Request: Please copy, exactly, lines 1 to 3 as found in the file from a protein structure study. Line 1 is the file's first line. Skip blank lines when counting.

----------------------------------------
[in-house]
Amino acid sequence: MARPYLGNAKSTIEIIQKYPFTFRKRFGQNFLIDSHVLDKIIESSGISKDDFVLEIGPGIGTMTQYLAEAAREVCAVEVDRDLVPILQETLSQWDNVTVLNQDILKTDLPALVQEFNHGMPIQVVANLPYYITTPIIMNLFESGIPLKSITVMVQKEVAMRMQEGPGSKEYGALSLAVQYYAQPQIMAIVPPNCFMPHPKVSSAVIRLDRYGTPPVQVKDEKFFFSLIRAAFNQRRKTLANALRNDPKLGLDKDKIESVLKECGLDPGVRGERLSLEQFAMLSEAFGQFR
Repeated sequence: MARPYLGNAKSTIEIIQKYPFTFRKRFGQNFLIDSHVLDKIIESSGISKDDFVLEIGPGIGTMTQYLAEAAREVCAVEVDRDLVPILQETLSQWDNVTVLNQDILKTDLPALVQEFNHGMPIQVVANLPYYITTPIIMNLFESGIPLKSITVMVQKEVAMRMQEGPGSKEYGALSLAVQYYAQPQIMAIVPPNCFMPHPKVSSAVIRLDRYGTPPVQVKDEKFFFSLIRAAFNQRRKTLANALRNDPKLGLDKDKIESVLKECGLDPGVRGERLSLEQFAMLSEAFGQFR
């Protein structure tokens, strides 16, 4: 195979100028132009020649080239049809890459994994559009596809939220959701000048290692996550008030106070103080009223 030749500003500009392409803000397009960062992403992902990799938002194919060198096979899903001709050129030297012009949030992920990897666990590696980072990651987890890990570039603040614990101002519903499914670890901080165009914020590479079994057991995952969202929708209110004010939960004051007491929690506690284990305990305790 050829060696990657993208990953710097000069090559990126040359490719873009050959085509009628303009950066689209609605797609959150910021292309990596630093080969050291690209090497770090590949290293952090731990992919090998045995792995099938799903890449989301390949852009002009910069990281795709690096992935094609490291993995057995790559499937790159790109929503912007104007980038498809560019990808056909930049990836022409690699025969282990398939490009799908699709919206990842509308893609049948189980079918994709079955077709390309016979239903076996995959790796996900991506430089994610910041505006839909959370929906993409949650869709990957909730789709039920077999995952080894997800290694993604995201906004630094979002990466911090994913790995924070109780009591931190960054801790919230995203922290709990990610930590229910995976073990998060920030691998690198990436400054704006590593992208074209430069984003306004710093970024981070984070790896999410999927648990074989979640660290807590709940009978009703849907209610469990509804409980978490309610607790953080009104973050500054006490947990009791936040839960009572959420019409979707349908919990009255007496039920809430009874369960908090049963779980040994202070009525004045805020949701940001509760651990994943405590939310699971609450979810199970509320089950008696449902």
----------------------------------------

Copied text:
[in-house]
Amino acid sequence: MARPYLGNAKSTIEIIQKYPFTFRKRFGQNFLIDSHVLDKIIESSGISKDDFVLEIGPGIGTMTQYLAEAAREVCAVEVDRDLVPILQETLSQWDNVTVLNQDILKTDLPALVQEFNHGMPIQVVANLPYYITTPIIMNLFESGIPLKSITVMVQKEVAMRMQEGPGSKEYGALSLAVQYYAQPQIMAIVPPNCFMPHPKVSSAVIRLDRYGTPPVQVKDEKFFFSLIRAAFNQRRKTLANALRNDPKLGLDKDKIESVLKECGLDPGVRGERLSLEQFAMLSEAFGQFR
Repeated sequence: MARPYLGNAKSTIEIIQKYPFTFRKRFGQNFLIDSHVLDKIIESSGISKDDFVLEIGPGIGTMTQYLAEAAREVCAVEVDRDLVPILQETLSQWDNVTVLNQDILKTDLPALVQEFNHGMPIQVVANLPYYITTPIIMNLFESGIPLKSITVMVQKEVAMRMQEGPGSKEYGALSLAVQYYAQPQIMAIVPPNCFMPHPKVSSAVIRLDRYGTPPVQVKDEKFFFSLIRAAFNQRRKTLANALRNDPKLGLDKDKIESVLKECGLDPGVRGERLSLEQFAMLSEAFGQFR